Many of the exercises aim to help you direct your focus better and properly handle and store everything else. Moving through the 10 trial sessions that come with the app was like going into my messiest closet doing some serious purging, dusting, and organizing. I’ve even found ways to make some of the techniques more spiritual. For instance, throughout the daily meditations the instructor helps you focus in your breathing, which sometimes requires simple counting to stay focused. He invites you to do 1-2 counts on the inhale and exhale. Well instead of arbitrary counting, I’ve found it helpful to recite the syllables of YAH-WEH. Sometimes when praying and meditating it helps for me to focus on one thing. If I’m praying for a person, instead of trying to think of everything they need, I just recite their name to God over and over. It’s an act of offering that person into the arms of the Lord. Likewise, when I’m inviting God into my own messy mind closet, it’s often helpful to recite one of His names like Yahweh.
Another battle that is waged with my cluttered mind is the struggle to compose coherent prayers. At the end of a long day, it’s not uncommon for there to be a lot left unprocessed from the day. Paul does say in Romans 8:26, “We do not know what we ought to pray for, but the Spirit himself intercedes for us through wordless groans.” So even my most jumbled, incoherent groans make sense to the Lord, but sometimes I need help even entering into a space of prayer. A common sentiment I have when it comes time to pray is, “Where do I even start?” Thankfully, I married a woman who is an Anglican at heart.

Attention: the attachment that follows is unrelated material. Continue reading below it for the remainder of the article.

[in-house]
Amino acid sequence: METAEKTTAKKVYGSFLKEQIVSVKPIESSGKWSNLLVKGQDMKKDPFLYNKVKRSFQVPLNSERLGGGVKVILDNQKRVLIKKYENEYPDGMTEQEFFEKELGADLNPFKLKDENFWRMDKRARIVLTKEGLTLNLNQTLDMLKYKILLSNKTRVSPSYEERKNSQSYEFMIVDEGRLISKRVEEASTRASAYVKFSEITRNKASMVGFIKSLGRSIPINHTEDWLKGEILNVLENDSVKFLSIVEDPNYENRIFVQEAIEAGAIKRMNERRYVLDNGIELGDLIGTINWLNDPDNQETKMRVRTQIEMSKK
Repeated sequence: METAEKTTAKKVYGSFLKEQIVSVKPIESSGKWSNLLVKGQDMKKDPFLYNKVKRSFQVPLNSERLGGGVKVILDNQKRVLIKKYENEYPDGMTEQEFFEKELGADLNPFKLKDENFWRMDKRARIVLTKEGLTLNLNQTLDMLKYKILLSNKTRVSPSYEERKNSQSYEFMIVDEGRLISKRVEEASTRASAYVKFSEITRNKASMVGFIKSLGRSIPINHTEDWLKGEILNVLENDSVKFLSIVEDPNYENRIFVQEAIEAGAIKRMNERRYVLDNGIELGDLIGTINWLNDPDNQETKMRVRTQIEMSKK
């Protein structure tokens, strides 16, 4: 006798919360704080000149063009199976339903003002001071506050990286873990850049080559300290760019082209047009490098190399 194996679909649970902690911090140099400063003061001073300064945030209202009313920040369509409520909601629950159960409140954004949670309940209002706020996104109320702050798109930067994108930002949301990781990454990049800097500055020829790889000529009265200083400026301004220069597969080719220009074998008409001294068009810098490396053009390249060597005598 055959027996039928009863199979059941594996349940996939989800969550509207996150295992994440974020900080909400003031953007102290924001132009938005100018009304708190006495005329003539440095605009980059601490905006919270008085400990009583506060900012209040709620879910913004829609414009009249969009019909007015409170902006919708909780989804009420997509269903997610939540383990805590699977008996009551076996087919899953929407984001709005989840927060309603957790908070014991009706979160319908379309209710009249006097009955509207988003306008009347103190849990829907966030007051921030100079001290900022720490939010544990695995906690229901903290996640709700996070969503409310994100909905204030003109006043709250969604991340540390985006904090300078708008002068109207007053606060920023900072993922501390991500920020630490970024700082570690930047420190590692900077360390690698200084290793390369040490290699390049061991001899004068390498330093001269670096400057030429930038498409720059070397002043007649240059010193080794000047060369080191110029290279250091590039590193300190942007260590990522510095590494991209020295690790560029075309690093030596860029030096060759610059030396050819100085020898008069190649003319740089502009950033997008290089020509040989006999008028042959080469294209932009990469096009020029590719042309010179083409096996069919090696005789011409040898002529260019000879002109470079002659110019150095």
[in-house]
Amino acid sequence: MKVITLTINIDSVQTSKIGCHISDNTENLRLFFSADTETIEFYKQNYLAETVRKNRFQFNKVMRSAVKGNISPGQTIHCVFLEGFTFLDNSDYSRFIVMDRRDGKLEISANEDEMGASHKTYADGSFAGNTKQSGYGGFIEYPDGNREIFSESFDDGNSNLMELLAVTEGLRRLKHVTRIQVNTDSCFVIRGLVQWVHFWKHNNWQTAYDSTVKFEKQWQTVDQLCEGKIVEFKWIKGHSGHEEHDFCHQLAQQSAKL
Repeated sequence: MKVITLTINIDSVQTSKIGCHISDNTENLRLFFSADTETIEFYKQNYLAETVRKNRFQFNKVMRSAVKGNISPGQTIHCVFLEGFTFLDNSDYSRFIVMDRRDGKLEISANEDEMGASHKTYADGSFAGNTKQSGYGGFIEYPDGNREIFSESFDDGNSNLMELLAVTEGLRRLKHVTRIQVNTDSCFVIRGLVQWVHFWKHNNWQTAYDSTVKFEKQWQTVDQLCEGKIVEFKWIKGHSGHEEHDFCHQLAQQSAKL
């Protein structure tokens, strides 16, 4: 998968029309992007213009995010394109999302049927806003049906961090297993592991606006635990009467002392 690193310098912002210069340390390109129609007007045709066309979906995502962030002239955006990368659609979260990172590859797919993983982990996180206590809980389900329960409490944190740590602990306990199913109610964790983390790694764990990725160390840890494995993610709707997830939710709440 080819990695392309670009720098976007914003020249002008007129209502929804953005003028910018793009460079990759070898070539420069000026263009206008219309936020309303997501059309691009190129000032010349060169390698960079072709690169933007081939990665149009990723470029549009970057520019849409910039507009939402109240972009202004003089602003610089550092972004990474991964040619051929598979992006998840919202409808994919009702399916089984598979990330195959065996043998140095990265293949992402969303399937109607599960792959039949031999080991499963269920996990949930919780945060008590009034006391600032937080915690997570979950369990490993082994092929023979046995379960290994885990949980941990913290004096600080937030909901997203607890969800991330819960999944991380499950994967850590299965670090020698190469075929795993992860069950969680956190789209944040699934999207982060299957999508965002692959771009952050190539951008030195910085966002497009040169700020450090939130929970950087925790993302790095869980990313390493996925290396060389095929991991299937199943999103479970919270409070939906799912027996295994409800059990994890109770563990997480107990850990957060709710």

Do you know who your true friends are? They’re the ones who will help you move. This special sect of friends will enter your most disorganized spaces to help bring order. They’re not afraid of your mess and are happy to lend a guiding hand through the, often daunting, process. Sometimes, if they’re gifted in organization, they can even give you pointers on where to begin! For years my wife has had an intimate relationship with the Book of Common Prayer, and I, like many of us, have been hesitant to dabble with scripted prayers. I saw it as a barrier between my true feelings and the Lord. However, the BCP was written to help people worship not hinder them, to make the Lord more accessible not less. If I can invite a friend to help me organize my things, why can’t I invite one to help organize my thoughts? Where I originally thought scripted prayers would be constricting, I know find them freeing. No longer am I asking where to begin. With the BCP, it’s like I have a friend to help me get started.
If I’m being honest, what I’ve shared so far are some tools that have helped me be disciplined when I’m being intentional about setting aside time to pray. Other times, though, I just plain forget to even set aside the time. How many of you are fans of post-it notes? What about to-do lists? Throughout the busyness of life, it can be so helpful to have a little pink square of paper to remind you to “Get milk” or “Tonight is trash night.” I also need these little reminders sometimes in my prayer life. Not long ago I realized while I was caring for my city and lamenting its hardships, I was not carving out time to pray for it. So I gave myself a mental post-it note. Our area code in Memphis is 901, so I decided that if I ever look at my clock and its 9:01 am or pm, I’ll stop everything and pray for my city.
As I move through my every day, the world demands pieces of my mind, it occupies the spaces in my head. Being disciplined about prayer is an act of reopening those spaces for the Lord to reclaim them and to dwell there. The Lord is a God of great restoration and renewal. After all, sin had left a crimson stain, but Jesus washed it white as snow. That wasn’t accomplished with a tide-to-go stick, or by unleashing the power of oxygen with Oxi-Clean, but with a redeeming love only God could offer. God made us to be restorers too, but that begins with renewing our minds.